Domaine Jean Foillard - Morgon - Classique
Retail Price ¥550
Save : ¥251
Awards & Ratings
Natural & Biodynamic Wine
Organic & Sustainable Product
Robert Parker Award 90/100
Hunan Steamed Ham
Over the last several hundred years, France has been the most influential country in the wine world. France is the source of more well-known grape varieties (such as Cabernet Sauvignon, Chardonnay, Pinot Noir, Sauvignon Blanc and Syrah) and winemaking practices than any other country. The names of many French wine regions such as Bordeaux, Burgundy and Champagne are well-known throughout the world, and the style of top French wines have long been the benchmark for winemaking in most wine-producing countries of the world.
French law divides wine into 3 categories: VDF (Vin De France) carries with it only the producer and the designation that it is from France. IGP (Indication Géographique Protégée) carries with it a specific region within France (for example IGP Languedoc). AOC (Appellation d'Origine Controlee) Wine from a particular area with many other restrictions, including grape varieties & winemaking methods.
Upon hearing Beaujolais, many think of the large celebration for wine that comes out the 3rd week of November, that year's vintage of Beaujolais Nouveau. But the region of Beaujolais, situated at the bottom of the Burgundy AC, is more than just the nouveau. Some Beaujolais wines can be kept (gasp!) for up to 10 years! Those are usually the Cru Beaujolais and are much lower in production than the drink-it-now.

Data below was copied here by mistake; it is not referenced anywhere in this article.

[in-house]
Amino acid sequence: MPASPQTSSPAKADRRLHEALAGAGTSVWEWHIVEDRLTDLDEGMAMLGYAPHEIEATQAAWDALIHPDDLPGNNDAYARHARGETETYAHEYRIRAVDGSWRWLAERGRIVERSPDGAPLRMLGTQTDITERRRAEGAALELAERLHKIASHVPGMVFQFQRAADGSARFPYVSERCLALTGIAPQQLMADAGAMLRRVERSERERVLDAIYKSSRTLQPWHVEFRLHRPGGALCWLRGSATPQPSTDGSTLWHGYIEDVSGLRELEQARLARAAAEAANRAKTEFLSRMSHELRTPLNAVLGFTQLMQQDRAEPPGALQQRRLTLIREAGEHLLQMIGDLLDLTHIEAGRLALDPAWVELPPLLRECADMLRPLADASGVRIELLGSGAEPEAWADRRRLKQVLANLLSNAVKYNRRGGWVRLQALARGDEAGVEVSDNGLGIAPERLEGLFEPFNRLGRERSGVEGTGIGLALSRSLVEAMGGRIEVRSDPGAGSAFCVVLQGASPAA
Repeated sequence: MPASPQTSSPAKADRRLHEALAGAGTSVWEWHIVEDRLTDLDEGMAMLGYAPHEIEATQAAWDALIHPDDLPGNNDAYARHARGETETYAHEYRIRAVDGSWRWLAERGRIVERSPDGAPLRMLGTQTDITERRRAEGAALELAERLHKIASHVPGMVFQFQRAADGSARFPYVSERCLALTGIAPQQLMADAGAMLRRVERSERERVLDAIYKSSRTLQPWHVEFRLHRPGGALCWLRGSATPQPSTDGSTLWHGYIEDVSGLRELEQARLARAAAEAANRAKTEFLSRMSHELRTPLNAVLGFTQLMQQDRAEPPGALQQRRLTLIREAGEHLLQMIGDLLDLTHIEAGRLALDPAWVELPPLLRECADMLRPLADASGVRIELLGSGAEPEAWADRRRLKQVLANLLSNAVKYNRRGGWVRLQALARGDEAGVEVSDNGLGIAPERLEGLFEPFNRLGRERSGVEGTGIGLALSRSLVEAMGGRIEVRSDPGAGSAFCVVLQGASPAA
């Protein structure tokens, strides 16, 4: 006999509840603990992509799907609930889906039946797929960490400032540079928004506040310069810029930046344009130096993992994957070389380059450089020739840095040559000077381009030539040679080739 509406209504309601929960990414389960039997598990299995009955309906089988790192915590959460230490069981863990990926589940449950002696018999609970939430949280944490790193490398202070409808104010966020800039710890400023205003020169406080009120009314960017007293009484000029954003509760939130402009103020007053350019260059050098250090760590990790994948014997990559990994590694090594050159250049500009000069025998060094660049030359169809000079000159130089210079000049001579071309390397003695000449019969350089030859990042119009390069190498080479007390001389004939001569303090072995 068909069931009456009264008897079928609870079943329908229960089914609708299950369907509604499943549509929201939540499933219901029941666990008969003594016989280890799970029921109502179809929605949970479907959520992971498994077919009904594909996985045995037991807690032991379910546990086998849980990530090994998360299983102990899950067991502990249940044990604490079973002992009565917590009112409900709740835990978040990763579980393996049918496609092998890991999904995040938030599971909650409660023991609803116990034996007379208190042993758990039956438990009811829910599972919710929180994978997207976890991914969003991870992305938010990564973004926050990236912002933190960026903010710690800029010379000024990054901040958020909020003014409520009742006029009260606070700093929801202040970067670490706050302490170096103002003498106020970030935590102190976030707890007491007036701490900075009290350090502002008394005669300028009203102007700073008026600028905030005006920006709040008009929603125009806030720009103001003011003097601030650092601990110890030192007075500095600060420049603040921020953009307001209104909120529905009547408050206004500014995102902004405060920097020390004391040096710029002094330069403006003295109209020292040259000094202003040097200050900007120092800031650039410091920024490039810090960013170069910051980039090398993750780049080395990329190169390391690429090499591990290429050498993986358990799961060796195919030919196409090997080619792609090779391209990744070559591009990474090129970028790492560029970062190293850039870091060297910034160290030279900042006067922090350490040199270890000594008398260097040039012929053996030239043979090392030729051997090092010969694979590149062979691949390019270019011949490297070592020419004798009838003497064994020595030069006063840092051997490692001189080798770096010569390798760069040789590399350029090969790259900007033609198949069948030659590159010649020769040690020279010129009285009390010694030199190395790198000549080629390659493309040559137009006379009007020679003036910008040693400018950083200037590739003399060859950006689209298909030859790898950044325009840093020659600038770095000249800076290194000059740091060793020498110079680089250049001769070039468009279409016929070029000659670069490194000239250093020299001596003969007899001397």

Even though Beaujolais is technically part of Burgundy, its climate, soil, grape varieties and winemaking methods make it completely separate in character. The primary grape of Beaujolais is Gamay, a very thin-skinned, light bodied grape that does particularly well in Beaujolais. It also does particularly well with the method of winemaking in Beaujolais – Carbonic Maceration. Carbonic maceration is anaerobic fermentation – meaning the fermentation takes place INSIDE the berry.